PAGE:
Over time, the price you charge your client is inadequate, no longer allowing you to create the value they’ve come to expect from you. All of the inputs you invest in to serve them increase over time, and at some point, you have to raise your prices, just like your client raises their rates. No one is thrilled to pay more, but they must, and you must obtain a price increase. Here is how you raise your price with existing clients when it is necessary.
Do It In Person
In a very transactional business, you might be able to get away with a letter mailed to a purchasing agent to inform them of a price increase. In a more strategic B2B sales relationship, one built on value creation, sending a form letter is inadequate.
You are better off sitting down with your client to tell them that you are increasing their price, giving them as much notice as possible. When you send a form letter or an email, it can provide your client the impression that you are afraid to tell them you are increasing their price, and your unwillingness to tell them is an indication that you are doing something to them—not for them.
The way you ensure you execute for your client is to charge enough money that you can invest in producing the results they need and that you promised.
When your meeting agenda is to discuss a price increase, don’t hedge, or hem and haw, avoiding saying the words “price increase.” Don’t save this news for the end of your meeting, hoping to skate out without having to talk about the price increase. Instead, tell them directly that you are increasing their price and do so with confidence.
The price you pay for anything increases over time. Your client is not oblivious to this reality, and neither are you. In fact, over time, your client increases their prices to their clients or customers. While no one is excited to pay more, over time, they will pay more for much of what they buy, and so will you.
Be direct and confident in the conversation, knowing that it is necessary to continue to serve your client in the way they have become accustomed.
Share Why it is Necessary
Why do you need to increase your prices to continue to serve your clients? Maybe the cost of the inputs you buy to help your client have increased over time, requiring you to pay more. Perhaps, you need an additional investment from your client to meet their needs, needs that have changed over time, and weren’t necessary when you acquired the client.
It is helpful to your cause to describe the price increase as necessary to continue to produce the results your client needs. You might also have to provide a rationale for increasing the price to creating new value for your client when that is true.
Whatever the reasons, you should share the reasons, eliminating the idea that the price increase is about your profitability and not your client’s results.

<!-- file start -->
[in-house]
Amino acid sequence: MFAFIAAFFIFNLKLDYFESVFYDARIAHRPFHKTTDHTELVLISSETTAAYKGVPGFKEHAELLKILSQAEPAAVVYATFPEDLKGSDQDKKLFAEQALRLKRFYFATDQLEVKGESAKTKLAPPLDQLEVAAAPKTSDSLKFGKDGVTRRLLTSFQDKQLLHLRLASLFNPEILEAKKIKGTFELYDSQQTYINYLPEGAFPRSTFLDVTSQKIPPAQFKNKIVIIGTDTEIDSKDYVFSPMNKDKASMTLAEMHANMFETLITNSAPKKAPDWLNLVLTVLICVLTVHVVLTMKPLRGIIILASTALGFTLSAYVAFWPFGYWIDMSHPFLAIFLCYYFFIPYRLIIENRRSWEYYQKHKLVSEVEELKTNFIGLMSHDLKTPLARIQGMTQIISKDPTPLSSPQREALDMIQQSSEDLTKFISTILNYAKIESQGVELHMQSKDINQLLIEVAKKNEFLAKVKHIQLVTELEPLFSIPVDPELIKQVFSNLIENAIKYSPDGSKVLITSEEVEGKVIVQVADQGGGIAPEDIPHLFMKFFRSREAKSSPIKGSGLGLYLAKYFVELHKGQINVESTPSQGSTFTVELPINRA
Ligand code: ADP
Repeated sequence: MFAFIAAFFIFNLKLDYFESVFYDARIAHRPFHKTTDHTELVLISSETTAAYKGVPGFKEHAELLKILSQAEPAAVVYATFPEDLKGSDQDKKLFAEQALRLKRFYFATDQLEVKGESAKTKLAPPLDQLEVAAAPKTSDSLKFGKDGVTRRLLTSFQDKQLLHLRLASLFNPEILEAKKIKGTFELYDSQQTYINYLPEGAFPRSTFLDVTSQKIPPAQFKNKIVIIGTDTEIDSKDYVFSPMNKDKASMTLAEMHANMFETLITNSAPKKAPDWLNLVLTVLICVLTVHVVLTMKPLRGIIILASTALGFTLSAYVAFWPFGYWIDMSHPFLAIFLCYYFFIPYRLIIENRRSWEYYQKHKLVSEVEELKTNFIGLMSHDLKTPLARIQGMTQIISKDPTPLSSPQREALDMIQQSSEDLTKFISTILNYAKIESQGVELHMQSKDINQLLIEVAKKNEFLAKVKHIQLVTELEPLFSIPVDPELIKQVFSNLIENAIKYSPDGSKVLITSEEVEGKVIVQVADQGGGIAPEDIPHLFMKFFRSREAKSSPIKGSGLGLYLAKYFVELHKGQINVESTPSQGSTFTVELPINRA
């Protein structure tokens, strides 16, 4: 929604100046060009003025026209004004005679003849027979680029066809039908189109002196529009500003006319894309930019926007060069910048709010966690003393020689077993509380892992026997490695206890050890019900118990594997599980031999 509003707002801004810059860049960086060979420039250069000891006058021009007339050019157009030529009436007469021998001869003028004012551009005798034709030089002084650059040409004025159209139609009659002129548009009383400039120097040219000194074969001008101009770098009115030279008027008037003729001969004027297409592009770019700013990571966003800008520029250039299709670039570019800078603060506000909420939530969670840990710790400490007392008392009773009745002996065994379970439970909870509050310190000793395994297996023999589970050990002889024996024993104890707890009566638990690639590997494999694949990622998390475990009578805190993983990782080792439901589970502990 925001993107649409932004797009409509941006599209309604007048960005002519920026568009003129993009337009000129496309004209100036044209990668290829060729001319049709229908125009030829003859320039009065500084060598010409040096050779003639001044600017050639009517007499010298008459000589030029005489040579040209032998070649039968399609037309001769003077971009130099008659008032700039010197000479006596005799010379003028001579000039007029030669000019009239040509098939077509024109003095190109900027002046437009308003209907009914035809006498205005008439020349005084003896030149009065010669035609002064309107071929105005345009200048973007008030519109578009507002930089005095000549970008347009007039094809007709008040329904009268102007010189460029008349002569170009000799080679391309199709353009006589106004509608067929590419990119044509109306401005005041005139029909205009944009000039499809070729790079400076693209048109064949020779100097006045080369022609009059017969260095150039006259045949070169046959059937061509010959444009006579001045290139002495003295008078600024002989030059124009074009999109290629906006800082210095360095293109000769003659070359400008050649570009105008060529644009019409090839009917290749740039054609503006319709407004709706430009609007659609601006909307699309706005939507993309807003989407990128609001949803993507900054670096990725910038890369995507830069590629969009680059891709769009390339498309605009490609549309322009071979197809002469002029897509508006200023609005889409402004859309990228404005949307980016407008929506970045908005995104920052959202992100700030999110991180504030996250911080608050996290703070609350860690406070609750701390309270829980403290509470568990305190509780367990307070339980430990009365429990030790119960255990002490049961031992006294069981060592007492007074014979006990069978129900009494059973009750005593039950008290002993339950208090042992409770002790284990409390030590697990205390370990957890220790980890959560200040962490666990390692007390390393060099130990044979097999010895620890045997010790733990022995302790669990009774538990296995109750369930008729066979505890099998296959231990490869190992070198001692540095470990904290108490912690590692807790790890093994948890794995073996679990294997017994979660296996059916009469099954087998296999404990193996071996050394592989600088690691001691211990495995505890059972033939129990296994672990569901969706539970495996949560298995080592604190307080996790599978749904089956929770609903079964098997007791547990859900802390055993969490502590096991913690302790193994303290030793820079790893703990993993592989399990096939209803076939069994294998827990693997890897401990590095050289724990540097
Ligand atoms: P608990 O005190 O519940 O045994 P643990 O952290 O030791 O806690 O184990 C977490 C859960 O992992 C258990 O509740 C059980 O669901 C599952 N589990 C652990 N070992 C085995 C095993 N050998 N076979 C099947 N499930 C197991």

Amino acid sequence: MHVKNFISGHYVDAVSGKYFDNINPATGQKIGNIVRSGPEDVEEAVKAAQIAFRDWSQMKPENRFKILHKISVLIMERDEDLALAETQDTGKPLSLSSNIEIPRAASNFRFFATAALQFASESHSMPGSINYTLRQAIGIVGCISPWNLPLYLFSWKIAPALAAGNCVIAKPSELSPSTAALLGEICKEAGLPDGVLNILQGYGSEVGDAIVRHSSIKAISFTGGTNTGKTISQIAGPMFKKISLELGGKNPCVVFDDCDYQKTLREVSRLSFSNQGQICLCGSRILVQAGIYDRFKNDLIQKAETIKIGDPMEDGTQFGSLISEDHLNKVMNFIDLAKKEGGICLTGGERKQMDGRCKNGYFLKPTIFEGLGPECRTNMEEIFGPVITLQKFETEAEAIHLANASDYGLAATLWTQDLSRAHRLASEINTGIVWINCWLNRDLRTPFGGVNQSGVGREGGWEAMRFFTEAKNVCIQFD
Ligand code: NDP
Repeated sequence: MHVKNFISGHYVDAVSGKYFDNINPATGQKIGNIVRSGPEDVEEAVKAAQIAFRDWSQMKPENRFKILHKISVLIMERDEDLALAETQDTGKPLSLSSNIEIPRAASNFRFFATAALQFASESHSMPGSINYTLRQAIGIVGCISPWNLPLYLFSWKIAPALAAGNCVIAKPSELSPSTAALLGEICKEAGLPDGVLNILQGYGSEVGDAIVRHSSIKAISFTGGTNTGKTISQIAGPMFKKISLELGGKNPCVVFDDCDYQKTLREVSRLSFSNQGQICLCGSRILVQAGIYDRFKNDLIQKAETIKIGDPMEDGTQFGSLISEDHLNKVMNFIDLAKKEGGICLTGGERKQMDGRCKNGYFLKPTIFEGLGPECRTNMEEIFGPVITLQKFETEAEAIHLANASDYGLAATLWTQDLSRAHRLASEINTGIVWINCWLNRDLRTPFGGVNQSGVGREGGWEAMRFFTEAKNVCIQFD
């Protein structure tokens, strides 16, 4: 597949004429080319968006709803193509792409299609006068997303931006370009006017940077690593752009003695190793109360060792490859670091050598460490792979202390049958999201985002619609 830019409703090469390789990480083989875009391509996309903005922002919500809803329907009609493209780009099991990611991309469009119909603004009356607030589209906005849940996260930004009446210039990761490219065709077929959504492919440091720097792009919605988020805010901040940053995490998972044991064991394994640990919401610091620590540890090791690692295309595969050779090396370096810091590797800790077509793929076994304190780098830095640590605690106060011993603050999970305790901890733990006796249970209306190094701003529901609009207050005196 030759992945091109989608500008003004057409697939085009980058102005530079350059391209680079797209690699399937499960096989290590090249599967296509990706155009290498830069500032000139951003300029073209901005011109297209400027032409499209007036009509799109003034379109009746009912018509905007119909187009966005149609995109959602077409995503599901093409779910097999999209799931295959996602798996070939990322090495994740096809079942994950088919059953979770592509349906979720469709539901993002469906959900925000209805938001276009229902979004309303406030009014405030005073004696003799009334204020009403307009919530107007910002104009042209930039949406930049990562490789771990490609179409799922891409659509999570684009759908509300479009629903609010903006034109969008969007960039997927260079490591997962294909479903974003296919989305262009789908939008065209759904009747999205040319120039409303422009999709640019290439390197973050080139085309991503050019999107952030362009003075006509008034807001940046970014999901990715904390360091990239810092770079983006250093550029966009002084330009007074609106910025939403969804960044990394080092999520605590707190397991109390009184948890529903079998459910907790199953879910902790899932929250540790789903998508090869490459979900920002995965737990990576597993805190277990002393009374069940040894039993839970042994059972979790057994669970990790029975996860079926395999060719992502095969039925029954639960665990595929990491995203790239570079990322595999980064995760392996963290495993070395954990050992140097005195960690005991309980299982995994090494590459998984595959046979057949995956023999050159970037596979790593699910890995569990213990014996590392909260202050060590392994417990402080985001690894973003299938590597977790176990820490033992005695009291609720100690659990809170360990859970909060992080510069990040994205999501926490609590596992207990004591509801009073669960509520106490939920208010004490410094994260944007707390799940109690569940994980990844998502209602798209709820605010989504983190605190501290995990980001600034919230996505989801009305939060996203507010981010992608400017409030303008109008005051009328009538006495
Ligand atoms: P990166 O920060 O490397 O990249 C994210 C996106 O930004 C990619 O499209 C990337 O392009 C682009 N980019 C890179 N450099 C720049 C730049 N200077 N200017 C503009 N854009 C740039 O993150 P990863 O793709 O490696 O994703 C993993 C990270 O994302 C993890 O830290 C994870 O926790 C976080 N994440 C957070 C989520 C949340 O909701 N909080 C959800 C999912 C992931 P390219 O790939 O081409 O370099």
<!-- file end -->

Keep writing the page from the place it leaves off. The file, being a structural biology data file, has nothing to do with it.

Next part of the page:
You have to raise your prices for the same reason anyone has to increase rates, including your client. Share those reasons with your contact, knowing they will have to explain to their team why they are now paying more for your solution.
Explain the Necessity for Continued Execution
A price increase is necessary for a few reasons. The first is your ability to continue to execute for your client. The second is to create new value, something that is still about execution.
Companies that don’t raise their prices while experiencing price increases for all the things they buy don’t do well. Over time, you will see companies lose clients to service failures that were caused by their inability or their unwillingness to increase their prices. Because they lack the money to invest in serving their clients, their service failures become a compelling event that allows their competitor to displace them.
You are increasing your price to ensure you execute for your client, preventing you from losing them because you lack the money to invest in producing the results they’ve come to expect of you and your company. Tell them the price increase ensures execution or creates new value worth paying more to obtain.
Share the Value of the Investment
One of the ways you help your client agree to your price increase is to explain how the increase benefits them, i.e., how you are spending their money.
The increase is an investment in their results. You are paying your suppliers more because their costs have increased over time, and lower-priced providers have proven inadequate. The raw ingredients of what you sell have become more expensive to obtain, and there are no reasonable substitutes. Whatever the reason, you make it easier to sell your higher price—and more comfortable for your client to sell your higher rate—when you share how you are investing the increase in their results.
One of the reasons companies lose their clients is that they don’t raise their prices over time, preventing them from making the investments necessary to execute and deliver the value they promised. Retaining your clients means creating new value over time and that new value comes from the new investments your company makes, as well as the new investments your clients need to make to obtain it.
Selling isn’t something you do to someone. It is something a sales rep does for someone and with someone. Your client is the beneficiary of the value you create long term. A price increase is also for your client’s benefit, as it ensures execution or allows for new value creation.
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Filed under: Sales